Datum: student journal of architecture: Volume 7, Issue 1
Architects are both organizers and archivists. In addition to all pragmatic concerns of building making, architects bear the responsibility of locating a project in relation to history. Architecture flattens the past and present, providing a ‘fixed-position’ in order to understand contemporary structures. Structures ‘fix’ themselves in relation to history through the medium of space. These spaces, or the three dimensional environs2 that we inhabit, serve as a means to inhabit and manifest ideas, events, or people that no longer occupy the contemporary context. As constructed objects, these manifestations exist in the ‘real’ visible realm for a large length of time. This characteristic means that architecture should serve as a carefully planned physical repository of things that are physically absent; that is, architecture should serve as a memory bank.
When you think of a typical design studio, the first scene to come to mind is probably a high end project within a sprawling cityscape where your main concepts are based off of views and daylighting, not whether or not your building can withstand heavy firepower. The latter is definitely a concern when designing in a war zone, which is exactly where Interior Design Professor and Chair Lee Cagley’s “In Harm’s Way: Interior Design for Modern Combat” studio set up camp this past Fall semester. The goal of this graduate level Interior Design studio was to challenge the way combat outposts are designed to keep our military safe from both enemies and the potential onset of Post-Traumatic Stress Disorder (PTSD). The students of “In Harm’s Way” have initiated the beginning of an era where design can protect our deployed military both physically and mentally.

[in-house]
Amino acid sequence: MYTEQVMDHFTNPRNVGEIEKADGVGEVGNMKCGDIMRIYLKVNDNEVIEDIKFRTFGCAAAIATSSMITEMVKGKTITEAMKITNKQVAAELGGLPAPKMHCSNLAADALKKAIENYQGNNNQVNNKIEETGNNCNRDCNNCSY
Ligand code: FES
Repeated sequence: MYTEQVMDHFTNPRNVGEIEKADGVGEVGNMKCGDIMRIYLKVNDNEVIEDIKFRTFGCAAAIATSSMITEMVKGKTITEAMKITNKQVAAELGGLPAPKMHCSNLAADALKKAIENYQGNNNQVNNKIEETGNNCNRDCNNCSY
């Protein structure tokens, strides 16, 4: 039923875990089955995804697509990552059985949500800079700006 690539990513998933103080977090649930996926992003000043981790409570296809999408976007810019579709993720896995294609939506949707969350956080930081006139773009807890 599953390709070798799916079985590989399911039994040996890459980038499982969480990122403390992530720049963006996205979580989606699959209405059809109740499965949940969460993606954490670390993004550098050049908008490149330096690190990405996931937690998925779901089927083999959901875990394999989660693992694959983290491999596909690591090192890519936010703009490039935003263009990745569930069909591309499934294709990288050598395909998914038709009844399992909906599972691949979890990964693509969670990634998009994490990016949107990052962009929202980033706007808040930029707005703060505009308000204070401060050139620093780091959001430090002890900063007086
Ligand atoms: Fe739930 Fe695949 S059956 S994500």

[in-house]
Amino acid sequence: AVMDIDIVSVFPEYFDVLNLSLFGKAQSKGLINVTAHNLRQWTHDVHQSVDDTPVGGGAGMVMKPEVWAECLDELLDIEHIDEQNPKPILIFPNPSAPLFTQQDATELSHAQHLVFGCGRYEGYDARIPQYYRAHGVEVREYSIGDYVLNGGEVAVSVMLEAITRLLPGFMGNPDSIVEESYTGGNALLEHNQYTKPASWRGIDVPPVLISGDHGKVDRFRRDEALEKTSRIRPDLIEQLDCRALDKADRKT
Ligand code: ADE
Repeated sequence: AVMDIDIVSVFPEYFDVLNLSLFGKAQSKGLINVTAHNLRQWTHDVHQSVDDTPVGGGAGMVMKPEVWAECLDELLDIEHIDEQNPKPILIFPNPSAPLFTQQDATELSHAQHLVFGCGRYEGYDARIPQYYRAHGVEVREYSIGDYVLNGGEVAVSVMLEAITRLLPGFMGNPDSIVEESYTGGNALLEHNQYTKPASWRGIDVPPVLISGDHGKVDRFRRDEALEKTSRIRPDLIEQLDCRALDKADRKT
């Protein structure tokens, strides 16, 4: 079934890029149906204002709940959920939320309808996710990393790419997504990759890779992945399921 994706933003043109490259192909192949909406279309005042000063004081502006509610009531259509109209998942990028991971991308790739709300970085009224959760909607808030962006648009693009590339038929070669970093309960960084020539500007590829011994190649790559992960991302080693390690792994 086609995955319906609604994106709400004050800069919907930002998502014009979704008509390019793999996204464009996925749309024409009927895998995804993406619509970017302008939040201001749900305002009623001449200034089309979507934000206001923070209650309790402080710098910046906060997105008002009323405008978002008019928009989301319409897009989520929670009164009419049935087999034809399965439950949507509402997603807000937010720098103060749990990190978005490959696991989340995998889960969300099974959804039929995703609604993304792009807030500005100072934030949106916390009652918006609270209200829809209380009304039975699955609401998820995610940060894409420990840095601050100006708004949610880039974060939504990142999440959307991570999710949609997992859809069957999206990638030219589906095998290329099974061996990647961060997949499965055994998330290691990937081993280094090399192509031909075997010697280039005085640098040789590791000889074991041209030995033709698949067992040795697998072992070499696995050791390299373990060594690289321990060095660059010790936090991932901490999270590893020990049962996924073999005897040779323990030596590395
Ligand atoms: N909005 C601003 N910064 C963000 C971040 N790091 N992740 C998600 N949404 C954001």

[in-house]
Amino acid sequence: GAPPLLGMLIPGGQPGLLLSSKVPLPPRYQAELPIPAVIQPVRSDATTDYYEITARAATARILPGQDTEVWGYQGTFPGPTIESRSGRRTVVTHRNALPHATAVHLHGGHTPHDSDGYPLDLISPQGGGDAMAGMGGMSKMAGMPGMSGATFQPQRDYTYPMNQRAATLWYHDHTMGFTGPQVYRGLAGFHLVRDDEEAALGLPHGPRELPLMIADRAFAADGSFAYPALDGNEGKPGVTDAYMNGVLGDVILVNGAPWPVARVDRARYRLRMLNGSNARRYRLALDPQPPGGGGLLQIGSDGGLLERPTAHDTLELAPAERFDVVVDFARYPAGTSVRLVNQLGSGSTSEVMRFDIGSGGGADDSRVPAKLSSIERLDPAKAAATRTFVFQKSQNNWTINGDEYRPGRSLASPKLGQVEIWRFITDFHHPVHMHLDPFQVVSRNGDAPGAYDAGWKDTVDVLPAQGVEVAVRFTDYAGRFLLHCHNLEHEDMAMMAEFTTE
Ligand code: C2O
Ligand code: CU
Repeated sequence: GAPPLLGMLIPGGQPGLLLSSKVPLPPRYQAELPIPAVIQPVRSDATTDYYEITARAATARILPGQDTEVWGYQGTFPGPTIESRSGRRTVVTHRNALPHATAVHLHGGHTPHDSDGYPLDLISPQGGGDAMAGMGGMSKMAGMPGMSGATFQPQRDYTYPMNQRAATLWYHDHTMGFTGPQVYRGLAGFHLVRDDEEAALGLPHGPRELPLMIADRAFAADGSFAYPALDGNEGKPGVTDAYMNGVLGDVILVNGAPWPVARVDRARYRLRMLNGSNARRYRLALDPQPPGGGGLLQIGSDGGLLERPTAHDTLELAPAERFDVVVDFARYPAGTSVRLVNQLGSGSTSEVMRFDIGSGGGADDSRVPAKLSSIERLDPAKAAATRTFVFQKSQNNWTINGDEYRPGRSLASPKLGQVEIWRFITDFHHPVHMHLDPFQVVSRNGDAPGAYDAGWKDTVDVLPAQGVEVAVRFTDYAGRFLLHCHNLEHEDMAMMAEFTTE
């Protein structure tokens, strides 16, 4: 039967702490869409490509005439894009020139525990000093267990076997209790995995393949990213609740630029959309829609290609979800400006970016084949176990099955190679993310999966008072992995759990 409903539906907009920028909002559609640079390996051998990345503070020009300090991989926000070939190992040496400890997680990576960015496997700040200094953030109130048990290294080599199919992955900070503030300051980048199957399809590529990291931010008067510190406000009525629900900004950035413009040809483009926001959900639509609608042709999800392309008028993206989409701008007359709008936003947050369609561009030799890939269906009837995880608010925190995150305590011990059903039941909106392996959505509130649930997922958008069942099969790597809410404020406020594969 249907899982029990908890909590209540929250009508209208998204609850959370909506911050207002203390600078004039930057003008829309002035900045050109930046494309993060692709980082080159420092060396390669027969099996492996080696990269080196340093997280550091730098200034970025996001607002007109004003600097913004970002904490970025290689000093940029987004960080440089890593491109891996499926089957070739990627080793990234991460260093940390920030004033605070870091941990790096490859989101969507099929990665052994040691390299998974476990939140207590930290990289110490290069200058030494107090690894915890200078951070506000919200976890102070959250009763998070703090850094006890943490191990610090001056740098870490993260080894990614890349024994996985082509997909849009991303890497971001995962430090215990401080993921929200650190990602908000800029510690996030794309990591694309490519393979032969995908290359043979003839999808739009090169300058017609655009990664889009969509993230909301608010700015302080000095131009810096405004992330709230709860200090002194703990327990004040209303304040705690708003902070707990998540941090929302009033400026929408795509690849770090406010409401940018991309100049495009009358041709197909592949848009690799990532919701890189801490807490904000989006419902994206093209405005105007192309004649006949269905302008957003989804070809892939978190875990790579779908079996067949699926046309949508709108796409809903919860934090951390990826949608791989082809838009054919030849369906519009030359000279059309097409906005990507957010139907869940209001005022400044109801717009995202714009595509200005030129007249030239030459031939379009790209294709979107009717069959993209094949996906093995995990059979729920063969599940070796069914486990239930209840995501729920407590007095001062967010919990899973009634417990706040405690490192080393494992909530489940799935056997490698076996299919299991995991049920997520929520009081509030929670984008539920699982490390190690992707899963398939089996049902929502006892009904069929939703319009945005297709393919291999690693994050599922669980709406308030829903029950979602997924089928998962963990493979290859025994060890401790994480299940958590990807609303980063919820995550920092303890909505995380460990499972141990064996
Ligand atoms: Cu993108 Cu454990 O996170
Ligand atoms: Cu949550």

This year marks the second consecutive year that the Department of Architecture has welcomed Elia Zenghelis to host an intense, week-long masterclass. Similar to last year, the ultimate objective was to, in Elia’s words, “cultivate a particular way of thinking.”
Caroline Freese is an Iowan furniture designer who draws on the traditions of her home state to create handmade furniture and ceramics. She uses multiples in her designs to emphasize her focus on craft and modern shapes.